As we have written about in this space before, the ultimate result of the circuit split on the issue commonly known as “mooting” will be critical to the future of class actions under statutes such as the Telephone Consumer Protection Act, 47 U.S.C. § 227 (“TCPA”). In Genesis Healthcare v. Symczyk, 133 S. Ct. 1523 (2013), the Supreme Court gave a glimpse of how it could rule on this issue, holding that “[i]f an intervening circumstance deprives the plaintiff of a ‘personal stake in the outcome of the lawsuit,’ at any point during litigation, the action can no longer proceed and must be dismissed as moot.” Id. at 1528. But some lower courts (relying in part on Justice Kagan’s dissent) have held that this standard does not necessarily apply in the class action context because the Genesis case was a collective action under the Fair Labor Standards Act, 29 U.S.C. § 216, not a class action under Rule 23. Setting aside whether this is a meaningful distinction—we have argued in various courts that it is not—it appears the Supreme Court will have an opportunity this term to directly address the issue of mooting in the class action context.

In Gomez v. Campbell-Ewald, 768 F.3d 871, 874 (9th Cir. 2014), the plaintiff brought a putative class action under the TCPA, based on the alleged transmission of unsolicited text messages. Before the plaintiff moved for class certification, the defendant offered the individual plaintiff “$1,503.00 per violation, plus reasonable costs,” but the plaintiff rejected the offer by allowing it to lapse on its own terms. Id. The defendant then moved to dismiss on the basis of mootness, but the motion was denied. Id. The defendant then moved for summary judgment on the basis of derivative immunity (the texts were sent on behalf of the United States Navy), and the district court granted the motion. Id. The plaintiff appealed, but defendant reintroduced the mootness issue by challenging the court’s jurisdiction. Id. at 875. The Ninth Circuit held that the plaintiff’s individual claim was not moot, holding that “an unaccepted Rule 68 offer that would fully satisfy a plaintiff’s claim is insufficient to render the claim moot.” Id. (citing Diaz v. First Am. Home Buyers Prot. Corp., 732 F.3d 948, 950 (9th Cir. 2013)). The court discussed the issues raised by Genesis, but ultimately rejected the notion that Genesis is irreconcilable with the Ninth Circuit standard. Id. at 876.

The Ninth Circuit also reversed the summary judgment on behalf of the defendant, so the defendant has filed a writ of certiorari on both the summary judgment issue and the threshold jurisdictional issue related to mootness. If the Supreme Court takes the case, it will have to start by addressing the jurisdictional issue, so we will be watching this case carefully. A ruling on the mootness issue could resolve the circuit split and have a significant impact on pending litigation nationwide. Be sure to keep checking this space for updates.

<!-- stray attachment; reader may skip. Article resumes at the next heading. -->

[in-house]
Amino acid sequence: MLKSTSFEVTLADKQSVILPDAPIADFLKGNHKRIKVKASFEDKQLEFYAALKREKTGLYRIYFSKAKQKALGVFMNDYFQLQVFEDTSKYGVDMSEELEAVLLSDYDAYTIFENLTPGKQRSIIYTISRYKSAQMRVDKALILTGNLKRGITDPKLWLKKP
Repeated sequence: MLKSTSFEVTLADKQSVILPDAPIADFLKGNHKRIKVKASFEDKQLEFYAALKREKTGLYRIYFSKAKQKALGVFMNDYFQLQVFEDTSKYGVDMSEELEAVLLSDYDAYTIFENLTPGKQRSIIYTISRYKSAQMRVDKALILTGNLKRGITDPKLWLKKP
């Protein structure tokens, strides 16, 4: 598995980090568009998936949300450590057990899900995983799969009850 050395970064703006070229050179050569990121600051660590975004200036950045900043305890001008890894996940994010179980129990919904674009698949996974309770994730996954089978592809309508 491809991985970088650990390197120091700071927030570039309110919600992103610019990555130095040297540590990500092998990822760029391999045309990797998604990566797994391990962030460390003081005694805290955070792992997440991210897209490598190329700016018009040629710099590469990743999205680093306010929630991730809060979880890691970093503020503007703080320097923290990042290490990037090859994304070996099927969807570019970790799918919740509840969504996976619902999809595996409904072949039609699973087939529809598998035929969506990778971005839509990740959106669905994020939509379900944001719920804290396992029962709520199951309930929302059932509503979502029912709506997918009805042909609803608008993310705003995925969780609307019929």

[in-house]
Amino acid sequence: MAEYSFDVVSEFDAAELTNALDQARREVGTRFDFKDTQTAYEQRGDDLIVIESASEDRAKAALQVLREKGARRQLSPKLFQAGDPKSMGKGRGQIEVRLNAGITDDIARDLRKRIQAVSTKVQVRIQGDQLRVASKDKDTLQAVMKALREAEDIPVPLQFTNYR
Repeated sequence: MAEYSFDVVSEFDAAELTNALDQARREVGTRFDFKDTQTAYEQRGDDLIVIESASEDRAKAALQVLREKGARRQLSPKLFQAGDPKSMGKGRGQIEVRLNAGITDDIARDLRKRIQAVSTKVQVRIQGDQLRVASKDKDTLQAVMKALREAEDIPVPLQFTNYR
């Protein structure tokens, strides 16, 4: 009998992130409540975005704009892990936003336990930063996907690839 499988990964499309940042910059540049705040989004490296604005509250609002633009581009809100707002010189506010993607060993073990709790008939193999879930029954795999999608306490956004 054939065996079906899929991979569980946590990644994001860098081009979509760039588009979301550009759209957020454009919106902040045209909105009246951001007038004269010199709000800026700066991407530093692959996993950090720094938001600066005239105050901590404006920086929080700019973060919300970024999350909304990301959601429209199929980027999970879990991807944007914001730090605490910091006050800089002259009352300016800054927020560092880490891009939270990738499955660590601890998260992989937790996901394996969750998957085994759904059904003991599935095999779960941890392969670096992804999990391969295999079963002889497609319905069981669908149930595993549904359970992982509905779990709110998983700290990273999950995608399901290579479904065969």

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Photo of Bryan K. Clark Bryan K. Clark

Bryan K. Clark is a Shareholder at Vedder Price and a member of the Privacy, CyberSecurity & Media practice group.  He has an extensive media and privacy practice that includes privacy class action defense, mobile-marketing litigation, class action TCPA litigation, copyright litigation, right…

Bryan K. Clark is a Shareholder at Vedder Price and a member of the Privacy, CyberSecurity & Media practice group.  He has an extensive media and privacy practice that includes privacy class action defense, mobile-marketing litigation, class action TCPA litigation, copyright litigation, right of publicity litigation, data breach response, FOIA issues, reporter’s privilege issues and prepublication review.

Photo of Blaine C. Kimrey Blaine C. Kimrey

Blaine C. Kimrey is a Shareholder at Vedder Price, Chair of the Media & Entertainment Litigation practice group, and a member of the Privacy, CyberSecurity, & Media practice group.  A former journalist at two daily newspapers (the Austin American-Statesman and the Arkansas Democrat-Gazette

Blaine C. Kimrey is a Shareholder at Vedder Price, Chair of the Media & Entertainment Litigation practice group, and a member of the Privacy, CyberSecurity, & Media practice group.  A former journalist at two daily newspapers (the Austin American-Statesman and the Arkansas Democrat-Gazette), Mr. Kimrey is a trial lawyer who has dedicated more than 20 years to working for and defending media entities. Mr. Kimrey’s practice, however, extends well beyond media defense, focusing on a broad range of direct and class action litigation involving topics as diverse as privacy, consumer deception, intellectual property, entertainment, insurance, banking, real estate, civil rights, telecommunications, and mass catastrophes and torts.  Among other accolades, Mr. Kimrey is Chambers USA Band 2 rated for Media & Entertainment Litigation in the state of Illinois, is listed in Best Lawyers in America for Intellectual Property Litigation, and is AV-rated by Martindale-Hubbell.